By Rebecca Bulnes
By Laurie Charles
By Chuck Strouse
By Lee Zimmerman
By Laurie Charles
By Falyn Freyman
By Hans Morgenstern
The camera is trained on two young men holding a Haitian flag. They wear Haitian-flag bandannas, Haitian-flag T-shirts, and Haitian-flag shorts. The girl standing between them whips the Haitian flag up and down to the beat of "Dance Muthafucka!" -- the urban club anthem by local rappers Southern Affiliate that is banging out of a sound system balanced precariously on a wicker chair. A tricked-out burgundy Olds '98 convertible rolls slowly into the parking lot off NW Seventh Avenue, converted for the day into a location for Southern Affiliate's video shoot. A beautiful woman in a burlap dress and matching Gucci shoes, purse, and hat, with three silver studs piercing her lips and R.I.P.tattooed across her chest, sashays across the set to pass a bottle of Alizé to some amiable thugs waiting for their call. A teenager in a denim dress and denim slides walks around the Olds and shouts through the chainlink fence to a friend in the adjacent parking lot, "They finna do the Puerto Rican scene next. Come on!" Miami Mac, general manager of Southern Affiliate's label Lockin' It Down Records, pulls a red, white, and blue flag out of a prop box and asks, "You sure that's Puerto Rican?"
"Right now we're representing the Caribbean, what Miami is," explains Problem 13, the producer/rapper and mover/shaker behind Southern Affiliate. Born in Chicago and raised in New York until his teen mother sent him to live with his abuelita in Little Havana, Problem 13 says he didn't feel at home in Miami until he "discovered the hood" and his fellow rappers while looking for a bag of weed in Liberty City.
Seventeen-year-old rapper Miss Via leans against the fence to watch as Southern Affiliate and friends take turns flapping a flag to the "Dance Muthafucka!" chorus. "He don't look Cuban," she says of a stocky dark-skinned kid wearing a white T-shirt, headband, and sweatpants with one leg rolled up.
"They got black Cubans," Miami Mac takes the time to tell her, even though he's got a hundred other things to keep track of today. "You don't know your geography. He look Cuban. He do."
But then it's not all about the look.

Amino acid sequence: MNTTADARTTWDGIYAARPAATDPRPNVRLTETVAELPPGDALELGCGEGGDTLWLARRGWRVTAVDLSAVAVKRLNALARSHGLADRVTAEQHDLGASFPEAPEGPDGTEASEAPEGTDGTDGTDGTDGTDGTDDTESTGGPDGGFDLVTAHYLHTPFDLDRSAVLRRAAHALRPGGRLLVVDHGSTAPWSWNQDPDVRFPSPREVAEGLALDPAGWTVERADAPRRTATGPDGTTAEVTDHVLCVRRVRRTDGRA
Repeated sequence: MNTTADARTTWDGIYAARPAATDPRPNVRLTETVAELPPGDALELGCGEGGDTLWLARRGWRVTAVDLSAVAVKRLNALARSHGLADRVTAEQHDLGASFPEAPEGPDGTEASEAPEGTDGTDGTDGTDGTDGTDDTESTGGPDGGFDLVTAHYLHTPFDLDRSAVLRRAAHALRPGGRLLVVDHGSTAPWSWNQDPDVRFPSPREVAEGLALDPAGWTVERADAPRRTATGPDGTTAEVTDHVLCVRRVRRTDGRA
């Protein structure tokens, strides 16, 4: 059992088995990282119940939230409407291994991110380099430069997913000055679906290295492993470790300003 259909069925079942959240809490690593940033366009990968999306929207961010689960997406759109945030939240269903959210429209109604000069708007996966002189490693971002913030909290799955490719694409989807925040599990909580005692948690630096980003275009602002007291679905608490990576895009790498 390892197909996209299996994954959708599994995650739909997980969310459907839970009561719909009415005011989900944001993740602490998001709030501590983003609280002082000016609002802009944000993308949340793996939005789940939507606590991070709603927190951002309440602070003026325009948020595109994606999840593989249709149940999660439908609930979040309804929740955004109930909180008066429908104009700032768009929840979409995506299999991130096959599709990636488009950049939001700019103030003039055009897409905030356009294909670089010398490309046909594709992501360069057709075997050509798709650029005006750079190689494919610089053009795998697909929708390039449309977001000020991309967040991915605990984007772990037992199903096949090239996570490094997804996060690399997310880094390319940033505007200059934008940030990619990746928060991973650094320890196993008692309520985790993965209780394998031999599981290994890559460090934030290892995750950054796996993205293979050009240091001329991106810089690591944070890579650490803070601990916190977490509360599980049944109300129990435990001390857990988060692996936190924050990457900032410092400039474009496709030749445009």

"Jamaica?" Mac asks a big guy with dreads rolling a blunt, who shakes his head.
Finally a kid in cornrows and a Lion of Zion T-shirt steps up. When no one else comes forward, a middle-aged cat with a fedora and a swagger steals the scene, pumping his shoulders and clenching his fists in front of the Jamaican flag. His name is Ragames Garcia, but everyone calls him Pop cuz he'll as soon school you in the history of oppression as bust a move that would embarrass James Brown.
"Jamaicans don't do what he do," shouts Problem 13 from his chair behind the camera. "Pop shoulda been in the Puerto Rican scene." Problem 13 instructs Pop on how to be Jamaican: "Don't be too wild, Pop. Don't be too wild."
Next up come the Dominicans ("Wake the fuck up, y'all! Drunk as hell!" Problem scolds. "You don't want to stereotype Dominicans as being drunk"), the Virgin Islands ("Tell him to take that blunt out his mouth, or they going to blank it out on the video"), and the Bahamas.
"We all live in the same communities," rapper Peta Blades says of Miami's black multitudes. "Eventually you gotta love somebody or else you're gonna hate somebody."
For Problem 13, it's not just about love but about power. "I'm directing my music back to those who feel my pain," he explains. "I'm an unlucky problem for people who want to keep the status quo."
Right now Miami Mac has a more immediate problem. He surveys the set for the final flag scene. "Got any straight American black people?" he asks. "Black people? American black people?"
The woman with the triple-pierced lip squeezes in with two young men and a short round girl in a halter top. The flag they hold up is not Old Glory. It is not red, white, and blue. It is the red, black, and green banner of Mother Africa.